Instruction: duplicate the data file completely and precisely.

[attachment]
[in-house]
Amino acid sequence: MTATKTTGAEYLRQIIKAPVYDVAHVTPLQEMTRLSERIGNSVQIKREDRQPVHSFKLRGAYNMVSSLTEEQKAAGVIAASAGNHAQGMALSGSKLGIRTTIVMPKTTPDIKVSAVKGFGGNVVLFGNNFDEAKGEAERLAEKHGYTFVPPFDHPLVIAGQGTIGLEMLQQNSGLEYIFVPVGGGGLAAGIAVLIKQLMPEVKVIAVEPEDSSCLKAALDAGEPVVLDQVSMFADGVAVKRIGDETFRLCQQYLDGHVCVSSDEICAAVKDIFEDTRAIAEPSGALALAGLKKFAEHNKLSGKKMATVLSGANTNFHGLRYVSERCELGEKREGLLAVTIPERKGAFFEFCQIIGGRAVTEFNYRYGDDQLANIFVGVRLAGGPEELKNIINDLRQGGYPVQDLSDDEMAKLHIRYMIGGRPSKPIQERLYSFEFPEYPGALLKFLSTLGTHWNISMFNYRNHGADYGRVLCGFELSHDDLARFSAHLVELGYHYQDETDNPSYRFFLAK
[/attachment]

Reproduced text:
[in-house]
Amino acid sequence: MTATKTTGAEYLRQIIKAPVYDVAHVTPLQEMTRLSERIGNSVQIKREDRQPVHSFKLRGAYNMVSSLTEEQKAAGVIAASAGNHAQGMALSGSKLGIRTTIVMPKTTPDIKVSAVKGFGGNVVLFGNNFDEAKGEAERLAEKHGYTFVPPFDHPLVIAGQGTIGLEMLQQNSGLEYIFVPVGGGGLAAGIAVLIKQLMPEVKVIAVEPEDSSCLKAALDAGEPVVLDQVSMFADGVAVKRIGDETFRLCQQYLDGHVCVSSDEICAAVKDIFEDTRAIAEPSGALALAGLKKFAEHNKLSGKKMATVLSGANTNFHGLRYVSERCELGEKREGLLAVTIPERKGAFFEFCQIIGGRAVTEFNYRYGDDQLANIFVGVRLAGGPEELKNIINDLRQGGYPVQDLSDDEMAKLHIRYMIGGRPSKPIQERLYSFEFPEYPGALLKFLSTLGTHWNISMFNYRNHGADYGRVLCGFELSHDDLARFSAHLVELGYHYQDETDNPSYRFFLAK